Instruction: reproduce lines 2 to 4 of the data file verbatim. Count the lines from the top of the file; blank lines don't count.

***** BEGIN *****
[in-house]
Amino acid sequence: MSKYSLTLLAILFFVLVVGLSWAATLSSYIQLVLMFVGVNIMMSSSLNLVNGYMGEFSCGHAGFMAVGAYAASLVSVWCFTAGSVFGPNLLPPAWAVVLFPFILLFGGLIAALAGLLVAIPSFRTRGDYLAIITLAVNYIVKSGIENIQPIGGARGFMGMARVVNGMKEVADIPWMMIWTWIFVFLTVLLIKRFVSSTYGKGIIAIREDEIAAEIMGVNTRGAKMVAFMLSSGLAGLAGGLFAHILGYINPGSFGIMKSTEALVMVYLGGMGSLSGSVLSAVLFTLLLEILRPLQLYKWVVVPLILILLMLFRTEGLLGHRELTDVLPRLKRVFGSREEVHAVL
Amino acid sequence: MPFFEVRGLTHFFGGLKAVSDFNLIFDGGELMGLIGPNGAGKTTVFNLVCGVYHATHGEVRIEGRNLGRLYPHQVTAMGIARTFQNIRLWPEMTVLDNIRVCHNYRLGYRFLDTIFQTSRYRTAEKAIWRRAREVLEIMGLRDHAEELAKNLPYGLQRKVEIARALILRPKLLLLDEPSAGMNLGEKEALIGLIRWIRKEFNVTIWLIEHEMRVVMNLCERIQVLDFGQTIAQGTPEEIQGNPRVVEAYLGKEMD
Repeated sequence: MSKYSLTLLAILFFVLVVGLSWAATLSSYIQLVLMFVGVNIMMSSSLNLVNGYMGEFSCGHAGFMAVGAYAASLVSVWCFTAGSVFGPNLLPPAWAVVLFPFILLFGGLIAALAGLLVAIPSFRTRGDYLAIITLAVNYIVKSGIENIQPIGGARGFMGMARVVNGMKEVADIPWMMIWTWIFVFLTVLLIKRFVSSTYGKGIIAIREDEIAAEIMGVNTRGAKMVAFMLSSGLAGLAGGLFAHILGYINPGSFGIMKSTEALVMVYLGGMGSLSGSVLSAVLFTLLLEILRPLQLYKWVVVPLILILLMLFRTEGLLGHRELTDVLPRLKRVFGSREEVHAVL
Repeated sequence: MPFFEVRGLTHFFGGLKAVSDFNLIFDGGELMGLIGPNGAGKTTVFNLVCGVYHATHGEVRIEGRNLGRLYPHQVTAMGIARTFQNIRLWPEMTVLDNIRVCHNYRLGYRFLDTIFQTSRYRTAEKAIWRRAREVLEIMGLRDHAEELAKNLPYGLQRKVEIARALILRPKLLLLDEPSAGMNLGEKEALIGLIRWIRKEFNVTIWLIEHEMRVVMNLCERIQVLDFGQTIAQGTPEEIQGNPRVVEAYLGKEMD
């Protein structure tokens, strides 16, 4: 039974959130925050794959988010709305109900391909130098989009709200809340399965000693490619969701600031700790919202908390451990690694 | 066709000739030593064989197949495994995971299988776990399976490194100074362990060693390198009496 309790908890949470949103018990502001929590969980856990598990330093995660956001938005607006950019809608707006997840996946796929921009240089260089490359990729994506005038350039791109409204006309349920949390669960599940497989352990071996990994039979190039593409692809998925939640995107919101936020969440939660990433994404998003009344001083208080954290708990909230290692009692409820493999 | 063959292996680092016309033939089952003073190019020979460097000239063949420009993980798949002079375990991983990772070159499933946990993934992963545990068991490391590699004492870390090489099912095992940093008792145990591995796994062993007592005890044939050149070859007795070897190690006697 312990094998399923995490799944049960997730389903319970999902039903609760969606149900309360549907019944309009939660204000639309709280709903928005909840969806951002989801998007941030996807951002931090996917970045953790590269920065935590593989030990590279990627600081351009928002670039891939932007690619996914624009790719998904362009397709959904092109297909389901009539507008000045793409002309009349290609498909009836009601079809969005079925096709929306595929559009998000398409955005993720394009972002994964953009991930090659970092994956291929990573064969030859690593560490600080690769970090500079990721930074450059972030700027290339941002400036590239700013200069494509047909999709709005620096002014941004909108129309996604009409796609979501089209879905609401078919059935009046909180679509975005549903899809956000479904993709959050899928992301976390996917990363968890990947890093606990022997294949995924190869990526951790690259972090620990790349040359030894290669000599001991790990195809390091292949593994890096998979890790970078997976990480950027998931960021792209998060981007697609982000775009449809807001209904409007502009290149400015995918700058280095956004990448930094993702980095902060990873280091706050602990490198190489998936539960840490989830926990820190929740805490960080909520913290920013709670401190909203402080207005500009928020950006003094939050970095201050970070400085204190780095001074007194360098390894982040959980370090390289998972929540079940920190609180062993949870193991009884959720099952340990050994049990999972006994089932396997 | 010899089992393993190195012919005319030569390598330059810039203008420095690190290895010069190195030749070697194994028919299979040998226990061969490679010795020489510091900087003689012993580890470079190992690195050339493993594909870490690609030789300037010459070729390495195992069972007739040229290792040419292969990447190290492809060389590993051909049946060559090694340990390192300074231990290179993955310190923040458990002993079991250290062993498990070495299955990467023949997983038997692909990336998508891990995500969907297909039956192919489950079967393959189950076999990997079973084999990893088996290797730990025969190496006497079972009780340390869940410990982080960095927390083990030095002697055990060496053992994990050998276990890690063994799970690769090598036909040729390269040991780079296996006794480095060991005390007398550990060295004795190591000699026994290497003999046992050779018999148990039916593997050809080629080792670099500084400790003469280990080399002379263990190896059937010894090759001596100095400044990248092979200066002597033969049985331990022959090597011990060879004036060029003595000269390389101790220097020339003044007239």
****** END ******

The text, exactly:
Amino acid sequence: MSKYSLTLLAILFFVLVVGLSWAATLSSYIQLVLMFVGVNIMMSSSLNLVNGYMGEFSCGHAGFMAVGAYAASLVSVWCFTAGSVFGPNLLPPAWAVVLFPFILLFGGLIAALAGLLVAIPSFRTRGDYLAIITLAVNYIVKSGIENIQPIGGARGFMGMARVVNGMKEVADIPWMMIWTWIFVFLTVLLIKRFVSSTYGKGIIAIREDEIAAEIMGVNTRGAKMVAFMLSSGLAGLAGGLFAHILGYINPGSFGIMKSTEALVMVYLGGMGSLSGSVLSAVLFTLLLEILRPLQLYKWVVVPLILILLMLFRTEGLLGHRELTDVLPRLKRVFGSREEVHAVL
Amino acid sequence: MPFFEVRGLTHFFGGLKAVSDFNLIFDGGELMGLIGPNGAGKTTVFNLVCGVYHATHGEVRIEGRNLGRLYPHQVTAMGIARTFQNIRLWPEMTVLDNIRVCHNYRLGYRFLDTIFQTSRYRTAEKAIWRRAREVLEIMGLRDHAEELAKNLPYGLQRKVEIARALILRPKLLLLDEPSAGMNLGEKEALIGLIRWIRKEFNVTIWLIEHEMRVVMNLCERIQVLDFGQTIAQGTPEEIQGNPRVVEAYLGKEMD
Repeated sequence: MSKYSLTLLAILFFVLVVGLSWAATLSSYIQLVLMFVGVNIMMSSSLNLVNGYMGEFSCGHAGFMAVGAYAASLVSVWCFTAGSVFGPNLLPPAWAVVLFPFILLFGGLIAALAGLLVAIPSFRTRGDYLAIITLAVNYIVKSGIENIQPIGGARGFMGMARVVNGMKEVADIPWMMIWTWIFVFLTVLLIKRFVSSTYGKGIIAIREDEIAAEIMGVNTRGAKMVAFMLSSGLAGLAGGLFAHILGYINPGSFGIMKSTEALVMVYLGGMGSLSGSVLSAVLFTLLLEILRPLQLYKWVVVPLILILLMLFRTEGLLGHRELTDVLPRLKRVFGSREEVHAVL